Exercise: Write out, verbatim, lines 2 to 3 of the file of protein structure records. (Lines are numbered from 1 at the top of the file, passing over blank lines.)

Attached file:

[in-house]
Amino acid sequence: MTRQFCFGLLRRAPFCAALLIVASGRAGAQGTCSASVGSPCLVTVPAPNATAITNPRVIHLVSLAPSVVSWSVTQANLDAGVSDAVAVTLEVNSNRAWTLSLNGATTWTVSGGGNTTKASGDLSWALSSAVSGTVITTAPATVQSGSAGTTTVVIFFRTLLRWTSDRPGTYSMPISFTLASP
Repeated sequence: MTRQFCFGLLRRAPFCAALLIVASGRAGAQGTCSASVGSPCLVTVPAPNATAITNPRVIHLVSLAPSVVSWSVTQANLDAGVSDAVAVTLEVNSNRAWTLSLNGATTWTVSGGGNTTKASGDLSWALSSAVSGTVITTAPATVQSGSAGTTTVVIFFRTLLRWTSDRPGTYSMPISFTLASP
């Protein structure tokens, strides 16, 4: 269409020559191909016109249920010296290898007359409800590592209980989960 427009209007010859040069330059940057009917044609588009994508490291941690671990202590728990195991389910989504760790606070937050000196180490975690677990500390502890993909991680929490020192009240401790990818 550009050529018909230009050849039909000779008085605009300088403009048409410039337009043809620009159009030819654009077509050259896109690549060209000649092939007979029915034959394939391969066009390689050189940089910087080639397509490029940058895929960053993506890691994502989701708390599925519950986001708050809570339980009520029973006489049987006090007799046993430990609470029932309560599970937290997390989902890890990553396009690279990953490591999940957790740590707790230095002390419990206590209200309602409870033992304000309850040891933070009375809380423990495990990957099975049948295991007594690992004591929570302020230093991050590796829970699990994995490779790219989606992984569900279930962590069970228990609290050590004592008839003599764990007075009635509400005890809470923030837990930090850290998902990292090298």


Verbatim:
Amino acid sequence: MTRQFCFGLLRRAPFCAALLIVASGRAGAQGTCSASVGSPCLVTVPAPNATAITNPRVIHLVSLAPSVVSWSVTQANLDAGVSDAVAVTLEVNSNRAWTLSLNGATTWTVSGGGNTTKASGDLSWALSSAVSGTVITTAPATVQSGSAGTTTVVIFFRTLLRWTSDRPGTYSMPISFTLASP
Repeated sequence: MTRQFCFGLLRRAPFCAALLIVASGRAGAQGTCSASVGSPCLVTVPAPNATAITNPRVIHLVSLAPSVVSWSVTQANLDAGVSDAVAVTLEVNSNRAWTLSLNGATTWTVSGGGNTTKASGDLSWALSSAVSGTVITTAPATVQSGSAGTTTVVIFFRTLLRWTSDRPGTYSMPISFTLASP